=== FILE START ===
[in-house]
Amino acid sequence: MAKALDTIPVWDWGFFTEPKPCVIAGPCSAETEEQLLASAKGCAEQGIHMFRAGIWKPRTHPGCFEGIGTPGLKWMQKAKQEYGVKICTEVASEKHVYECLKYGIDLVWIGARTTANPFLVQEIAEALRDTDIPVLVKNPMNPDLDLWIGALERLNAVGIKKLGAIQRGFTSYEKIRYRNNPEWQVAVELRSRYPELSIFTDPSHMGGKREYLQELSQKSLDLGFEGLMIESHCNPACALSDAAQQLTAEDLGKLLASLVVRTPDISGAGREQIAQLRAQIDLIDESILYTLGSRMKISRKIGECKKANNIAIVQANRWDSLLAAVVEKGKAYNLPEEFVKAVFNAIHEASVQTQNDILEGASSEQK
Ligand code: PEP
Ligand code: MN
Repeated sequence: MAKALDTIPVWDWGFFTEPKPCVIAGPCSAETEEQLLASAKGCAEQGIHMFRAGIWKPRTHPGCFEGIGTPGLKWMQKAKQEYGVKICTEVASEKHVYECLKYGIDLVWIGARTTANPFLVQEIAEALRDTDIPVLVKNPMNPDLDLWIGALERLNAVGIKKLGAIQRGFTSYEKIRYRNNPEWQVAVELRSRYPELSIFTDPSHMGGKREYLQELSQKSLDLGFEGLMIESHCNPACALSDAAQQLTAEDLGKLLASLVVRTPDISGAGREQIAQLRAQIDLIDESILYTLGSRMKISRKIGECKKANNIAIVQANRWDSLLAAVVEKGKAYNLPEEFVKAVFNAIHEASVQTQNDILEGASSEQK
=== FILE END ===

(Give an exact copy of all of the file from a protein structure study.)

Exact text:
[in-house]
Amino acid sequence: MAKALDTIPVWDWGFFTEPKPCVIAGPCSAETEEQLLASAKGCAEQGIHMFRAGIWKPRTHPGCFEGIGTPGLKWMQKAKQEYGVKICTEVASEKHVYECLKYGIDLVWIGARTTANPFLVQEIAEALRDTDIPVLVKNPMNPDLDLWIGALERLNAVGIKKLGAIQRGFTSYEKIRYRNNPEWQVAVELRSRYPELSIFTDPSHMGGKREYLQELSQKSLDLGFEGLMIESHCNPACALSDAAQQLTAEDLGKLLASLVVRTPDISGAGREQIAQLRAQIDLIDESILYTLGSRMKISRKIGECKKANNIAIVQANRWDSLLAAVVEKGKAYNLPEEFVKAVFNAIHEASVQTQNDILEGASSEQK
Ligand code: PEP
Ligand code: MN
Repeated sequence: MAKALDTIPVWDWGFFTEPKPCVIAGPCSAETEEQLLASAKGCAEQGIHMFRAGIWKPRTHPGCFEGIGTPGLKWMQKAKQEYGVKICTEVASEKHVYECLKYGIDLVWIGARTTANPFLVQEIAEALRDTDIPVLVKNPMNPDLDLWIGALERLNAVGIKKLGAIQRGFTSYEKIRYRNNPEWQVAVELRSRYPELSIFTDPSHMGGKREYLQELSQKSLDLGFEGLMIESHCNPACALSDAAQQLTAEDLGKLLASLVVRTPDISGAGREQIAQLRAQIDLIDESILYTLGSRMKISRKIGECKKANNIAIVQANRWDSLLAAVVEKGKAYNLPEEFVKAVFNAIHEASVQTQNDILEGASSEQK